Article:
Art Piece Titled: Insecure Spirits is propped on an easel
Description: The child is peering up at the evil spirits yelling out at him/her with a tear droplet falling.
Date: December 24, 2014
Published January 2, 2015 | By Dr. Vasquez
Reaching out to children who are suicidal is a large task, but someone has to do it, so why not YOU.
Those who aren’t skilled in this area are at a loss for words and interactive strategies. When caught in this stage, we’re left having to think quickly, but cautiously.
We must first learn what suicidal stage the person may be in prior to determining the questioning stage (if there is time).
If there IS time, we must also learn how to question a child who has suicidal intentions.
I am not sure if asking directly about suicidal attempts is always good for ALL children and/or situations, but getting right to the point may “be a good call” for some children depending on where they are within this phase. If so, just “go for it” and ask the question – “Are you thinking about suicide?”
If you need a more subtle “walking on egg shell” attempt, you may try these questions/phrases:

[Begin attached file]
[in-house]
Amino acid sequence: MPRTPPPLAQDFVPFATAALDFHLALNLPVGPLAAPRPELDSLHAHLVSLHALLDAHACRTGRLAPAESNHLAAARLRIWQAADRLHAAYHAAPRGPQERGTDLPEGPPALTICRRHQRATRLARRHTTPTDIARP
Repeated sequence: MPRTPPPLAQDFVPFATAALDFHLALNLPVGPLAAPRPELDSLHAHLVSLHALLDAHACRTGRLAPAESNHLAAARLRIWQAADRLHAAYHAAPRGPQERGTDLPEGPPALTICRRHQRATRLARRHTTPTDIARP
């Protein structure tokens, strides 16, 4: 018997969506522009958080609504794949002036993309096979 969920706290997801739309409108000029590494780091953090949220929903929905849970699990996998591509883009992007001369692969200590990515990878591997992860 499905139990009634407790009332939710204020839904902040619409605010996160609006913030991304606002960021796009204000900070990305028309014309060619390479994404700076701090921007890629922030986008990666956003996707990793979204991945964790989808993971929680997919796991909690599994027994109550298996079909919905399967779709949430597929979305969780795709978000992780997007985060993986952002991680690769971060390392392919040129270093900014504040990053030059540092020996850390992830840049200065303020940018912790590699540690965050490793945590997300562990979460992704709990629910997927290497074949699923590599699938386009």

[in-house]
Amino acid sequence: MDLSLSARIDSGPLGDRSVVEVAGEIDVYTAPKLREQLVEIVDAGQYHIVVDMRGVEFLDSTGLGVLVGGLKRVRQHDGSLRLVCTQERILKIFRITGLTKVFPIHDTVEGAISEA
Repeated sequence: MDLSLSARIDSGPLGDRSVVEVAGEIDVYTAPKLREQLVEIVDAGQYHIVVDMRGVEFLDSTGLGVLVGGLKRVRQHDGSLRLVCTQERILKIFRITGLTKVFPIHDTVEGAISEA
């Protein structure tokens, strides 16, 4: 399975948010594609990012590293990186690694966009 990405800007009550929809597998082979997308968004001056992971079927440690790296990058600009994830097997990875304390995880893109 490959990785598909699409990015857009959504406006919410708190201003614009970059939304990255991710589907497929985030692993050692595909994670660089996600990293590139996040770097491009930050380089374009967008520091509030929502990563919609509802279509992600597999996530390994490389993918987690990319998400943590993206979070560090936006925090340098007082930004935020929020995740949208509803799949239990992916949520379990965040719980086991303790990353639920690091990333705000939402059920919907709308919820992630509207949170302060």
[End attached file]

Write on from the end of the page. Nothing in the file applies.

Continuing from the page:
- I’ve noticed you don’t talk a lot here lately. What’s going on? What’s on your mind?
- I’ve noticed you aren’t eating your food like you use to. How are you feeling?
- I’ve noticed you aren’t hanging out with your friends here lately. What’s going on? How is …. doing? (Ask questions about each friend and your child’s relationship with each).
- I’ve noticed you aren’t going outside to play. Has anything happened we need to talk about?
- What happened to your beautiful smile, I haven’t seen it lately?
- Tell me. Is there something on your mind?
- How are things going with…….? (Select a recent topic you are aware of) Is there something I need to know? How can I help you with this issue?
- I know about ………. (if you need to let your child realize you found out about something) Let’s talk about it, okay?
- Do you feel sometimes there isn’t much hope?
- Do you feel like giving up, or hurting yourself?
- Have you ever done something so embarrassing you felt like you wanted to kill yourself? We can get through it because nothing is that bad, trust me.
- Do you ever feel like you’ve made a mistake that got you so angry you want to give up? Let’s talk about it.
- Do you ever think about what life would be like for your family, siblings, if you weren’t around? Let’s talk about how important you are to the family.
- Have you ever gone to bed thinking you don’t ever want to wake up?
Note: Always let your child realize the important role they play in your life and the life of your family.
When children are suicidal, there are usually signs, however subtle. The child is very sad and more than likely wants your attention. Children want to know their self-worth. Let us hear their cry.
Illustration: Compliments of Kelly A. Vasquez
7th Grade Performing Arts Students, 12/2014
Art Piece Title: Tear Drops
Posted in: Resources